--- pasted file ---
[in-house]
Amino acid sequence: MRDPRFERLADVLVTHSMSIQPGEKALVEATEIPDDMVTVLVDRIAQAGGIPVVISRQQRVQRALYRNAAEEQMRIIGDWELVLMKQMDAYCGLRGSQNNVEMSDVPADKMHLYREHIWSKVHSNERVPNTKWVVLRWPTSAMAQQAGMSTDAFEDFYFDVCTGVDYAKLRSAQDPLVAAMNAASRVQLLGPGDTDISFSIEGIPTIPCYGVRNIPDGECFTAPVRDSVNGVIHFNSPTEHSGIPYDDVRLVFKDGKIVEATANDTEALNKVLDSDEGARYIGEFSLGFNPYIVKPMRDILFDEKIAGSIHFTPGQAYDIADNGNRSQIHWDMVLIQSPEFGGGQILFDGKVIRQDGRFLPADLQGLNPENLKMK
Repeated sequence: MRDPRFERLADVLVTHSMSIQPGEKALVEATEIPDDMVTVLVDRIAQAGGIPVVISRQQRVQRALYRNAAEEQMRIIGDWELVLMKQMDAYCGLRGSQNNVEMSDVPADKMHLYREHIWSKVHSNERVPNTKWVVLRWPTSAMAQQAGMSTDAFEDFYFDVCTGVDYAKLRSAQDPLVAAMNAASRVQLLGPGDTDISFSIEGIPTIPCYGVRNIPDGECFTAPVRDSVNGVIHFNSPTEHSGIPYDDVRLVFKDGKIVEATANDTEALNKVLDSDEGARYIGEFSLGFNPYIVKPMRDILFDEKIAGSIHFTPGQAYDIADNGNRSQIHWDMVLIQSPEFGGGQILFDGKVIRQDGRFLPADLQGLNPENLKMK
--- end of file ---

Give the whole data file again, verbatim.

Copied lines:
[in-house]
Amino acid sequence: MRDPRFERLADVLVTHSMSIQPGEKALVEATEIPDDMVTVLVDRIAQAGGIPVVISRQQRVQRALYRNAAEEQMRIIGDWELVLMKQMDAYCGLRGSQNNVEMSDVPADKMHLYREHIWSKVHSNERVPNTKWVVLRWPTSAMAQQAGMSTDAFEDFYFDVCTGVDYAKLRSAQDPLVAAMNAASRVQLLGPGDTDISFSIEGIPTIPCYGVRNIPDGECFTAPVRDSVNGVIHFNSPTEHSGIPYDDVRLVFKDGKIVEATANDTEALNKVLDSDEGARYIGEFSLGFNPYIVKPMRDILFDEKIAGSIHFTPGQAYDIADNGNRSQIHWDMVLIQSPEFGGGQILFDGKVIRQDGRFLPADLQGLNPENLKMK
Repeated sequence: MRDPRFERLADVLVTHSMSIQPGEKALVEATEIPDDMVTVLVDRIAQAGGIPVVISRQQRVQRALYRNAAEEQMRIIGDWELVLMKQMDAYCGLRGSQNNVEMSDVPADKMHLYREHIWSKVHSNERVPNTKWVVLRWPTSAMAQQAGMSTDAFEDFYFDVCTGVDYAKLRSAQDPLVAAMNAASRVQLLGPGDTDISFSIEGIPTIPCYGVRNIPDGECFTAPVRDSVNGVIHFNSPTEHSGIPYDDVRLVFKDGKIVEATANDTEALNKVLDSDEGARYIGEFSLGFNPYIVKPMRDILFDEKIAGSIHFTPGQAYDIADNGNRSQIHWDMVLIQSPEFGGGQILFDGKVIRQDGRFLPADLQGLNPENLKMK